While she didn't say this in the original column, I read bits of her online discussion, where she clarified she'd written it from the point of view of current affairs. Wente wrote, " I was referring in my column to the type of blogging that refers to news and current events. This is largely -- though by no means exclusively -- a male world, just as radio phone-in talk shows and televsion panels of people analyzing and opining on the days' events."

As a woman deeply interested in matters of public policy and current events, I agree with her.

Let's take Ottawa as an example. In the blogosphere, save for Kady O'Malley at CBC and Susan Delacourt at The Toronto Star, I struggle to think of many more female commentators of any scale in Canada.

Scroll down here, to "Blog Central," at Canada's national newsmagazine, for just one example of what I mean. To be clear, these are all excellent writers who I rely on to help shape my own views on things... I don't wish any of them to stop writing. I only wish Maclean's would add a female or two to its mix.

Of the top 10 political blogs in Canada
, only one (#10) is authored by a woman.

The Mark, a online opinion journal, of the first 100 contributors in the "politics" category, less than a quarter are female.

If we take Eaves' point about columns being a type of blog, in the Globe and Mail, Wente is the only woman with a regular gig commenting on public affairs.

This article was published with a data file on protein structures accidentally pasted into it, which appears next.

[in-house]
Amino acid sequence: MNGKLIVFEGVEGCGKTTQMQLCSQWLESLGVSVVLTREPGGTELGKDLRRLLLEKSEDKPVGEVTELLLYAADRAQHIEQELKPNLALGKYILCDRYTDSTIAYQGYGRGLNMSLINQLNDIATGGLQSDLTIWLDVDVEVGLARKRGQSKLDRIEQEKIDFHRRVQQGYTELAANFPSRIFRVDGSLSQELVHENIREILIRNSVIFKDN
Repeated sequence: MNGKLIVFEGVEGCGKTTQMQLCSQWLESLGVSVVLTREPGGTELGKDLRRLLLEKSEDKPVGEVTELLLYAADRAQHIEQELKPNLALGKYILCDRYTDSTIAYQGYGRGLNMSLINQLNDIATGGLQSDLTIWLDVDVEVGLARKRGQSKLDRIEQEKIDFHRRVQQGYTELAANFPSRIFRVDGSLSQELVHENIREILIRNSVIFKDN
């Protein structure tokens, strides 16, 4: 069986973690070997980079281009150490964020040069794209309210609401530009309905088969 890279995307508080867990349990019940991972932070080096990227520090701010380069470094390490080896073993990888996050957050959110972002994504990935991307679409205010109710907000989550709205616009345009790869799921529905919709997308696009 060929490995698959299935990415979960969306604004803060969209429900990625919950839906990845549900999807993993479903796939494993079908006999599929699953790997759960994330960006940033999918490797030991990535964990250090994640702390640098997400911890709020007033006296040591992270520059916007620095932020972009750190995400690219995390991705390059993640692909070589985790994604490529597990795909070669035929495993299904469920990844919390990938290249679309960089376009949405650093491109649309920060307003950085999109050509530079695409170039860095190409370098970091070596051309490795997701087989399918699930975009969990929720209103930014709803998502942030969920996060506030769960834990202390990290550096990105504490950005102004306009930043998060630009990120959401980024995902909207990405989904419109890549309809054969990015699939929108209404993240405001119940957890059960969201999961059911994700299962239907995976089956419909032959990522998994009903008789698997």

I know there are a lot women blogging and tweeting out there, there's just not a lot of them doing so about current affairs or politics, at least not in a high profile way in Canada. There are also lots of women reporters on the Hill (most of whom tweet, and whose reporting I follow), just not a lot with profile in the commenting scene, either online or off.

The more interesting question to me is why, and if anyone else cares about this, what to do about it. Wente "blames" it on men's propensity to step up and speak out. Maybe we women need to do a bit more of that.

I'll include myself as a guilty party - as a pretty regular blogger (mostly over here)
, I think about my blogging more as a curating and less as opining. Maybe that should change.

Or maybe editors have to do more to hire/encourage women in this way, if Wente's right that they're not naturally predisposed to opine.

Or maybe readers have to demand more of it, and encourage those who are trying.

Or maybe it's just Canada.

I don't know. But I think Wente has a point. Thoughts?

P.S. Thanks to the female-penned The Pundit's Guide and to @tideswaters for reminding me of their great work. And who can forget @withoutayard's awesome blog? If other female policy-wonks want to send me links to their blogs, I'll compile a list and share it online.

Sunday, March 21, 2010

Dispatch on emotion and public policy

Congratulations to the organizers of the emotion and public policy conference, held last week at U of T. A full dispatch is available on the Samara blog.